Research says 27% of California’s drought attributable to climate change

Dry days.
Dry days.
Image: Reuters/Lucy Nicholson
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As California’s four-year drought has drinking and groundwater reserves at dangerously low levels, households rationing water, and the agricultural sector struggling to keep its crops alive, the question has been: how much of a culprit is climate change? New research published Aug. 20 now says as much as 27% of the drought can be attributed to global warming.

That new research published in the peer-reviewed journal Geophysical Research Letters, by scientists at Columbia University and the University of Idaho, examines how quickly warming temperatures from the buildup of greenhouse gases in the atmosphere is sucking California’s soils and plants dry, a process known as evapotranspiration, and how drastically that process is increasing the severity of the current drought, said the study’s lead author, Park Williams, a Columbia bioclimatologist.

“Climate change is like a bully,” Williams said. “Warmer temperatures steal moisture from California’s water budget like a bully would from a bank account. Every year, as temperatures continue to rise, they take more and more moisture away. In the beginning it isn’t really detectable, but after 120 years of warming, it is.” And with no rainfall to replace the moisture during periods of drought, he explained, this lack of soil moisture worsens dry conditions.

The drought currently desiccating California has cost the state’s economy an estimated $2.7 billion in 2015. The Central Valley is literally sinking 2 inches per month as dwindling groundwater supplies are sucked up to feed agricultural irrigation systems. Giant sequoia forests are showing early signs of dying of thirst. Wildfires are sweeping through dry California woods.

Until now, most research into climate change’s influence on the California drought has focused on whether rising temperatures in the ocean and atmosphere have decreased rainfall that originates over the Pacific Ocean. The National Oceanic and Atmospheric Administration concluded in 2014 that this has not occurred, though a few papers published recently have challenged that assessment.

There is, however, scientific consensus that global warming has worsened the drought through increased evapotranspiration. By how much, though, is the question Williams and his colleagues sought to answer.

The scientists analyzed 432 different combinations of precipitation, temperature, wind, and radiation data gathered between 1901 and 2014 to simulate monthly changes in soil moisture across the state. They then modeled these combinations against various greenhouse gas emission scenarios. The researchers found that the dearth of rainfall plaguing California is due to natural variability—a finding in line with most other studies—but that between 8% and 27% of the overall drought severity is due to the drying of soils because of climate change. Williams said the more likely range, considering the most realistic warming trends, is between 15 to 20%.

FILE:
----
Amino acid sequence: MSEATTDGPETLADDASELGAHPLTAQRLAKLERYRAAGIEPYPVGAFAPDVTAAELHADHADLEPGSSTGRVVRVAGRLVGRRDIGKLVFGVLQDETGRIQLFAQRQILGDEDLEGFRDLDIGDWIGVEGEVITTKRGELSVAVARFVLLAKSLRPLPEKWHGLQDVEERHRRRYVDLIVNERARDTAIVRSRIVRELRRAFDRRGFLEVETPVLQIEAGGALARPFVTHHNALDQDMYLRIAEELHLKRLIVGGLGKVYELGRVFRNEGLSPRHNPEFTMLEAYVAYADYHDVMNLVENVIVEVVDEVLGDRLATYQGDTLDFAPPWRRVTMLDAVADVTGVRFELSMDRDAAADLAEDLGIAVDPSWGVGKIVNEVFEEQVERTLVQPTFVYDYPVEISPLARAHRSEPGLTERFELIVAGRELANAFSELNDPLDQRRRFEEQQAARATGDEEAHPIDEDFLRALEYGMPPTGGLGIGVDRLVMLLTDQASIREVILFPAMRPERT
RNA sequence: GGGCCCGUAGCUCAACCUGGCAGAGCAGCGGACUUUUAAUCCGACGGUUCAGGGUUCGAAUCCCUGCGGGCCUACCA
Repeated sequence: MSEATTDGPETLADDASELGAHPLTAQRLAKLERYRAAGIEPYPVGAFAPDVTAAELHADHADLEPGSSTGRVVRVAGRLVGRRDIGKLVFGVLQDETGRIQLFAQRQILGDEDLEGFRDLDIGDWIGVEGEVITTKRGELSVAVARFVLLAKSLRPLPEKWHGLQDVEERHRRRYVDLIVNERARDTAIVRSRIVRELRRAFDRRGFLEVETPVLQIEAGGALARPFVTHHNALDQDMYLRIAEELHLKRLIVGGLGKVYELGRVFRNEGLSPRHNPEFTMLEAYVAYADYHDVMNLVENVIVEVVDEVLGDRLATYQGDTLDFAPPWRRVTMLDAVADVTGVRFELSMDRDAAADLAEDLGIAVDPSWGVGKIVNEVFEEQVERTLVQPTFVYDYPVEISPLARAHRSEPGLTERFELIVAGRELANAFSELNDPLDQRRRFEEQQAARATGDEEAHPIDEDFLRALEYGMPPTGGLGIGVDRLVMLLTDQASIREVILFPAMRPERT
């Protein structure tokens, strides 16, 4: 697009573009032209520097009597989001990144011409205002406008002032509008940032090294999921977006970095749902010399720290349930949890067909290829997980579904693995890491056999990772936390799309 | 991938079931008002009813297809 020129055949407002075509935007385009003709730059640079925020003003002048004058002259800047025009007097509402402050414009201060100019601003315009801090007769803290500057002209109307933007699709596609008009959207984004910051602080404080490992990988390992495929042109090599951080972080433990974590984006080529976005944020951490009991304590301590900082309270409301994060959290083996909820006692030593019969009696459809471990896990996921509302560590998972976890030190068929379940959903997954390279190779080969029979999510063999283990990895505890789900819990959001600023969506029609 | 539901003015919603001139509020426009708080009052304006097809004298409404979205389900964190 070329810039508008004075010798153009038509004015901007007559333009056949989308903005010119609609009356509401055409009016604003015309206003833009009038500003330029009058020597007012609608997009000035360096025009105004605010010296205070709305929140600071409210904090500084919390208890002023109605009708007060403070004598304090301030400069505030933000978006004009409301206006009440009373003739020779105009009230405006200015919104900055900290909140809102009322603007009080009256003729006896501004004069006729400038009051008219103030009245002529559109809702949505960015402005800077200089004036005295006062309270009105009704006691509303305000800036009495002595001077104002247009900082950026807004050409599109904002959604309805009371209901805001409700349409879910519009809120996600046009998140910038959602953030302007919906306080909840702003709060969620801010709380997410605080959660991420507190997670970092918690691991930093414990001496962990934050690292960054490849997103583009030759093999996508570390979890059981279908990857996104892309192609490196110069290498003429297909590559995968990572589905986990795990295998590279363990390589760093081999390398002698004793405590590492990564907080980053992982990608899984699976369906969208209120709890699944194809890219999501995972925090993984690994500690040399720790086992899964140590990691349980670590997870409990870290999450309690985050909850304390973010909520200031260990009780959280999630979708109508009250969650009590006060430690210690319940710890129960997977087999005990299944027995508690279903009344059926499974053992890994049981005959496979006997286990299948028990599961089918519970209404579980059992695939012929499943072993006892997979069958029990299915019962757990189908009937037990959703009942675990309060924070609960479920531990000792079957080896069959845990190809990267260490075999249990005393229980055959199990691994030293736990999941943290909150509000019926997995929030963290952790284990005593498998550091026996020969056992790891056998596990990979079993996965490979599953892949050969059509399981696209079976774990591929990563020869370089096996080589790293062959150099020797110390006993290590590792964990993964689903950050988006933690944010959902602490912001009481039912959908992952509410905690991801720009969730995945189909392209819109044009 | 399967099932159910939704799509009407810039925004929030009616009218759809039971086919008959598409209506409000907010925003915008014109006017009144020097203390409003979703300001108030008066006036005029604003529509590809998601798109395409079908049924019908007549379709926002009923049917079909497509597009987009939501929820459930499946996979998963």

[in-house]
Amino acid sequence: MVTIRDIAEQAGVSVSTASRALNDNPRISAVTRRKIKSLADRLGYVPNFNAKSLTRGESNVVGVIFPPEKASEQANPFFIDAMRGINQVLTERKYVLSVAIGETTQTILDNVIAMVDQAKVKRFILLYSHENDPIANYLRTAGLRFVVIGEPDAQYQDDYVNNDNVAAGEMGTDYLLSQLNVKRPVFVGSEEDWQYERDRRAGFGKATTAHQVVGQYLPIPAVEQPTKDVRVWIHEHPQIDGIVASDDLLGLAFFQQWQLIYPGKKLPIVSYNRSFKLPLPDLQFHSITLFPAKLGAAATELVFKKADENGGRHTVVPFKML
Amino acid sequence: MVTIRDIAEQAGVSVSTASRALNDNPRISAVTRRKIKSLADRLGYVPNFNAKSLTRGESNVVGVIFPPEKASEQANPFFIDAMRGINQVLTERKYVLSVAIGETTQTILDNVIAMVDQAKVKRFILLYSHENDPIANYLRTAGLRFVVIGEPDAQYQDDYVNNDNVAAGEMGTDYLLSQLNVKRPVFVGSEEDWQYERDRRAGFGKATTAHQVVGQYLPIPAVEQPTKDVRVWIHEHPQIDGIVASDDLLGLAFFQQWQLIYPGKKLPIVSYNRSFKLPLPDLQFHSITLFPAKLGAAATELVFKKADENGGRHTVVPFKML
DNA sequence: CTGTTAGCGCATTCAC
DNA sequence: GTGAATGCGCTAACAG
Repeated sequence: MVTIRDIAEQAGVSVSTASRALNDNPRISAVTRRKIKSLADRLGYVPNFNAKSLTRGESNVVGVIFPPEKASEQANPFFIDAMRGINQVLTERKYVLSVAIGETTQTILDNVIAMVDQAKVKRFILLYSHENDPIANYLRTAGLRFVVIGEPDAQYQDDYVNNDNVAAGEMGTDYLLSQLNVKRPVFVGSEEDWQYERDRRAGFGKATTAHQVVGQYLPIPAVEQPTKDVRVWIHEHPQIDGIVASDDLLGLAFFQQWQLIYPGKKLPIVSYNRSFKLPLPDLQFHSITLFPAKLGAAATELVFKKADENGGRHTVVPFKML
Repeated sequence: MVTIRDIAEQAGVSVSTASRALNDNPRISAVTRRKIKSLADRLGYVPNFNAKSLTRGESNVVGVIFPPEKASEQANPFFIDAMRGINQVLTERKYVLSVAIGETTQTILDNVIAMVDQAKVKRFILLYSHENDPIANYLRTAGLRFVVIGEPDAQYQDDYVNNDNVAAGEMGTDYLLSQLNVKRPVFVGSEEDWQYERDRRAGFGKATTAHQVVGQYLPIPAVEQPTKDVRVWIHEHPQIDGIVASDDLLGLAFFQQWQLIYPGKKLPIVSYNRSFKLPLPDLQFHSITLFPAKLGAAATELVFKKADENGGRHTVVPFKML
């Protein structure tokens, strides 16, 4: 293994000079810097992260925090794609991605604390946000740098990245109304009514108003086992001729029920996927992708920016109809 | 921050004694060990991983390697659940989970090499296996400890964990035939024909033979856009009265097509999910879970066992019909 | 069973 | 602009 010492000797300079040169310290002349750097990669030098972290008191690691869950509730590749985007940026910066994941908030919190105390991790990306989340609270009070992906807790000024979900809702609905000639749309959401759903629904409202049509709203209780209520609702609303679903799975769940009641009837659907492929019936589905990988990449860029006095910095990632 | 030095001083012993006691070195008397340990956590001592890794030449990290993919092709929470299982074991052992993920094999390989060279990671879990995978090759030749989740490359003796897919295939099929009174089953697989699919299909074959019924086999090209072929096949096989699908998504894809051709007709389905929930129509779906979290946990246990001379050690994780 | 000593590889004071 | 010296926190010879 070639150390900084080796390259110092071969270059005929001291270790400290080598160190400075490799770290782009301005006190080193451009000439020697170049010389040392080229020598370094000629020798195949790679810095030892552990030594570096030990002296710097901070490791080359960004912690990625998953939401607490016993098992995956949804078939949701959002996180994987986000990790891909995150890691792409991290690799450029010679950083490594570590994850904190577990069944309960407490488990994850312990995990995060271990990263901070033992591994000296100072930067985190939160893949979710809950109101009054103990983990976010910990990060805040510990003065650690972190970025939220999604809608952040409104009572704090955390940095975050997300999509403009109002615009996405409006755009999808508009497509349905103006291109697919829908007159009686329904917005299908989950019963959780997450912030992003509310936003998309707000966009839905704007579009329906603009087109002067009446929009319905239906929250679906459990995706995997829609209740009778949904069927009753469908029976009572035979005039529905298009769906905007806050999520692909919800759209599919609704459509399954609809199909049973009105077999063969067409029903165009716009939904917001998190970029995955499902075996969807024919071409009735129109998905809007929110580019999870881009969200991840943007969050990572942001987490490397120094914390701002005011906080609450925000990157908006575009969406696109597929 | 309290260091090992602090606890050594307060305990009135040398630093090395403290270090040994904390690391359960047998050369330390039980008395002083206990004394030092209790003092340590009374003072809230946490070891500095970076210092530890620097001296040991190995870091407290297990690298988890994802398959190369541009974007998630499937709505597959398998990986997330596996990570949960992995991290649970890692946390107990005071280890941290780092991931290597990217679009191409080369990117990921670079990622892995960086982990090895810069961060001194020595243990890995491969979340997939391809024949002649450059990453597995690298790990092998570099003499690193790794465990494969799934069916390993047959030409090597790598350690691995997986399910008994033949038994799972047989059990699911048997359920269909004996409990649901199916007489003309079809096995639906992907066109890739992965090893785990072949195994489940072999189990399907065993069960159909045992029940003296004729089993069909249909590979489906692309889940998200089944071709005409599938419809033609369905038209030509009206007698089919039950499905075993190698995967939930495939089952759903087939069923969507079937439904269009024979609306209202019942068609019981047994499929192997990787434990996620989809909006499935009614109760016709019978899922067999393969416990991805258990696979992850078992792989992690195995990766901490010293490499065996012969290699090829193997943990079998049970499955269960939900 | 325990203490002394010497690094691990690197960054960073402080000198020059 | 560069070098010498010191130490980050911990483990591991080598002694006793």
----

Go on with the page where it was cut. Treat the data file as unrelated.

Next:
“The study is a reaffirmation of what earlier studies have found, i.e. that warming contributes to the extreme drought both in intensity and frequency,” said Simon Wang, a Utah State University climate scientist who has studied California’s drought. “Yet the paper adds some quantitative measure about the contribution of human-caused warming on the drought. Those numbers are an important contribution as it tells the public just how strongly warming affects our local climate.”

Kevin Trenberth, a climate scientist at the National Center for Atmospheric Research (NCAR) in Boulder, Colorado, said the study is useful and that “the results seem very reasonable, if slightly conservative.”

But he did have concerns with the low end of the estimate, 8%, which was calculated using a constant, permanent increase in greenhouse gas emissions and climate change. Such a scenario does not exist, he said, and the result should be omitted from the study.

“We know there is no human climate change of consequence before about 1950 and it really only gets large enough to be noticed (outside the noise of natural variability) after about 1970,” he said. “To use a linear trend as an anthropogenic scenario is an absurdly wrong thing to do. It gives the low-ball estimate of human contributions.”

Williams said he and his colleagues had originally omitted the linear climate change trend, but that other scientists who reviewed the paper before publication asked that it be included. Trenberth also said he wished the researchers had included data from 2015 into the analysis. Williams agreed.

Williams and his colleagues found that while the 2012-14 drought has been bad in California, it hasn’t been the state’s worst in recent decades. That distinction goes to the 2007-09 drought. This current drought seems so much worse, he said, because it is impacting California’s key agricultural region, the Central Valley, the heavily populated southern and central coasts, and the iconic Sierra Nevadas. The 2007-09 drought was focused mostly in the Mojave Desert.

The findings published this week have major implications on California’s water management, Williams said. For years the state has entered crisis management mode when a drought hits, only to seemingly forget about it when rainfall picks back up.

“California water managers already have a difficult and complex job, and they tend to look at drought variability on a year-to-year basis,” said Williams. “But it is going to be increasingly difficult to make ends meet in terms of water supply and demand if they look only at precipitation. If they don’t start looking also at evapotranspiration, this job will get impossible.”

This post originally appeared at InsideClimate News.